What are viral load and CD4 counts in HIV/AIDS patients?


Quick Answer

Viral load refers to the amount of HIV in a sample of a patient’s blood, while a CD4 count is a lab test that determines the amount of CD4 cells in a sample of the patient’s blood, according to AIDS.gov. A high viral load indicates that the patient’s immune system is not fighting the virus efficiently, while a high CD4 count indicates that the person has a strong immune system.

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Full Answer

CD4 or T-helper cells are a type of white blood cell that fights infection. They are made in the spleen, thymus gland and lymph nodes, explains WebMD. When a person is exposed to HIV, the virus binds to the surface of CD4 cells and enters them. As the cells replicate to fight the infection, they also make more copies of the virus. Consequently, as the CD4 cells continue to replicate, their level in the blood keeps declining. The reduced immunity then opens the body up to attack by opportunistic infections.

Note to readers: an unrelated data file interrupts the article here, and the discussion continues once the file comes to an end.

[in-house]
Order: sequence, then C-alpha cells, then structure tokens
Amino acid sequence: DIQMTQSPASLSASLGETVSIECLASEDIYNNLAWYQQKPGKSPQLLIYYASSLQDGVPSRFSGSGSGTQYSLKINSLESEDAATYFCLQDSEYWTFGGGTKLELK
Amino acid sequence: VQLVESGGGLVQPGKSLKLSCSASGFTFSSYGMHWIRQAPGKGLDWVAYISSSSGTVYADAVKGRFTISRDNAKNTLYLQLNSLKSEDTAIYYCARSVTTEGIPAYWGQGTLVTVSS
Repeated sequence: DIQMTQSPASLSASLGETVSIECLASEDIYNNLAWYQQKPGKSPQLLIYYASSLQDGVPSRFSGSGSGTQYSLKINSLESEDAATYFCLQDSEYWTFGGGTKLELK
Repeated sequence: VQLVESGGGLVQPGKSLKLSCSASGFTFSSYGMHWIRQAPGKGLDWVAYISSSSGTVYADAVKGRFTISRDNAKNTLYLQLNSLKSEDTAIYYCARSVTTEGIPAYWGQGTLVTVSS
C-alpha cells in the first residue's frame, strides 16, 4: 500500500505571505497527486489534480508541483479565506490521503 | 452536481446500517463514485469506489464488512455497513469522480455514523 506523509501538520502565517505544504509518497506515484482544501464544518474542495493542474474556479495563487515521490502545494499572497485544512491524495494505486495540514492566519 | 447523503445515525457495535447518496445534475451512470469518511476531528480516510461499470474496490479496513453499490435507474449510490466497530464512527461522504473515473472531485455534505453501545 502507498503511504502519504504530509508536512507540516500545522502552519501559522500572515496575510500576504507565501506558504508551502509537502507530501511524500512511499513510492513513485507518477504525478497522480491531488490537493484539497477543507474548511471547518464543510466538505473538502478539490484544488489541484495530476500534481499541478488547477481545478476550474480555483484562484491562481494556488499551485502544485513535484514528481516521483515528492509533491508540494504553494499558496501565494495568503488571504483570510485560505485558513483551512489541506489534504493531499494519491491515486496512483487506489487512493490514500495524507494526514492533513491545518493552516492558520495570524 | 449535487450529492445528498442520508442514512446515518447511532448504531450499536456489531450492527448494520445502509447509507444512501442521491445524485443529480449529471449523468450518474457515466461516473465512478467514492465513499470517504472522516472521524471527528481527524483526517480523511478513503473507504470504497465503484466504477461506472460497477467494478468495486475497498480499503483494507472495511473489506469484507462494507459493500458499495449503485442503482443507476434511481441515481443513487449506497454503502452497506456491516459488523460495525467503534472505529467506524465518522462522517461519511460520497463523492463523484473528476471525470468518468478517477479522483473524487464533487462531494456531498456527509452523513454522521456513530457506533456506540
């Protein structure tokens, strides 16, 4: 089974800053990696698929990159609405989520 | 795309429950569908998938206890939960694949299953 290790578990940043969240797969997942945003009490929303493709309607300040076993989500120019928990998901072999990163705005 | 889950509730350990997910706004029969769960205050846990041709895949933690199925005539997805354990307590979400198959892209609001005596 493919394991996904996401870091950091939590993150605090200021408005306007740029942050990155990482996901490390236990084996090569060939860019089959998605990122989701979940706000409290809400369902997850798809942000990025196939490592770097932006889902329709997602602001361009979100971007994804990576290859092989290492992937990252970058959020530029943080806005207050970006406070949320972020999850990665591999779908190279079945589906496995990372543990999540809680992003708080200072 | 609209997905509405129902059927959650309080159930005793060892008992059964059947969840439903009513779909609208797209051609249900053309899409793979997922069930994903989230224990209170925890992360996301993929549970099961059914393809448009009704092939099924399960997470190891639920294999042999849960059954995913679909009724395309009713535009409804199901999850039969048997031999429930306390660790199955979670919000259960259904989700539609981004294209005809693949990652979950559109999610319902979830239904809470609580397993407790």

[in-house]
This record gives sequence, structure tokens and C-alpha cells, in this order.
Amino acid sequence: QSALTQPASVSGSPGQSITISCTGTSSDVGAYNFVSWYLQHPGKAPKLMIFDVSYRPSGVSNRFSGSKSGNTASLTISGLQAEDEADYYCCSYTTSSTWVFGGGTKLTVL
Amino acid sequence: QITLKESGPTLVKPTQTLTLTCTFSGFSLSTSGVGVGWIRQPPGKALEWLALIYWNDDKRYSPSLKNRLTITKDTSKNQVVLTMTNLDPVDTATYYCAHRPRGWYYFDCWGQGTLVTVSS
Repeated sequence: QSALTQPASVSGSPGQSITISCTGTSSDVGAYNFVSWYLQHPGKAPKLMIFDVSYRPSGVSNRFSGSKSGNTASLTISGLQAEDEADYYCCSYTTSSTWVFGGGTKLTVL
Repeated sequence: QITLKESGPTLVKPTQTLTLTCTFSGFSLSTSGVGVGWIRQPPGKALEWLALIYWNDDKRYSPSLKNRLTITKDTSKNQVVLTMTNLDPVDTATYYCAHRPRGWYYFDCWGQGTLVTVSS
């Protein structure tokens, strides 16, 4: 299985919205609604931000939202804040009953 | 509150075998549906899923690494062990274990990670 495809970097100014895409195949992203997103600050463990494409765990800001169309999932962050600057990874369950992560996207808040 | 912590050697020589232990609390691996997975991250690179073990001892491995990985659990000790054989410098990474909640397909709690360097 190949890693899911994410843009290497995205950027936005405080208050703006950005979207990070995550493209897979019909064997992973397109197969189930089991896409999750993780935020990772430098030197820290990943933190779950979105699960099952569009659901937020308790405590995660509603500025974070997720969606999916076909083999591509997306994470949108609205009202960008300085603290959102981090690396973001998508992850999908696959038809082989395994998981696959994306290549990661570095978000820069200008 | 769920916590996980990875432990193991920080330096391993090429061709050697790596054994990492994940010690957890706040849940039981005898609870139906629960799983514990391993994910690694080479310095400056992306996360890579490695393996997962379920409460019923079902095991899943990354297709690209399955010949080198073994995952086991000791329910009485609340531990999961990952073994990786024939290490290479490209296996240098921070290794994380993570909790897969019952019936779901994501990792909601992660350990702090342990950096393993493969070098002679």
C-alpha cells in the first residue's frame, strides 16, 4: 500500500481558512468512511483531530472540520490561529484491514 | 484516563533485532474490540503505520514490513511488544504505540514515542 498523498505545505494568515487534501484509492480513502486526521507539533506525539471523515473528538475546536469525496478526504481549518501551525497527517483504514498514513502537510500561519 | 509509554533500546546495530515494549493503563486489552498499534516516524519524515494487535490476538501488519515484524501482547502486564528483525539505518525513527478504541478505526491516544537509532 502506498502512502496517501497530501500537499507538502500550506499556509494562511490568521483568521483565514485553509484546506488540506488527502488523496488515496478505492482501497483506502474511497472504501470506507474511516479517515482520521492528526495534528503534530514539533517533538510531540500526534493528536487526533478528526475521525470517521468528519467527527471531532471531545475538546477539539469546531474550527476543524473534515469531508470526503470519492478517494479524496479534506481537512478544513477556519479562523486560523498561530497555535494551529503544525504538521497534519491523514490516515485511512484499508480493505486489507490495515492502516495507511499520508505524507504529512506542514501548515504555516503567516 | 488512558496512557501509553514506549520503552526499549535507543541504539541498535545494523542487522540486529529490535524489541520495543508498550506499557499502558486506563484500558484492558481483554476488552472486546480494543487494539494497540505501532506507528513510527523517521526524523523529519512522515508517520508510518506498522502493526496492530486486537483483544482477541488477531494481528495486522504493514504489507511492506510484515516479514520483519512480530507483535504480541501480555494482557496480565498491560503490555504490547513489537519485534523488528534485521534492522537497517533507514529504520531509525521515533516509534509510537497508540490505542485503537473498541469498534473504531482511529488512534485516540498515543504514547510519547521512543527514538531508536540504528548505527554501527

The CD4 count test determines a patient’s immunity by measuring the number of T-helper cells in a cubic millimeter of his blood. A normal count ranges from 500 to 1,500 cells per cubic millimeter of blood and keeps lowering as the HIV disease progresses, notes WebMD.

HIV stands for human immunodeficiency virus. It is sexually transmitted, but can also be spread via contact with infected blood or from mother to child during pregnancy, birth or breast-feeding, says Mayo Clinic. HIV damages the patient’s immune system, weakening the body’s ability to fight disease. It has no cure as of 2015, but there are drugs that can slow the progression of the illness. If HIV is left untreated, it leads to acquired immunodeficiency syndrome.

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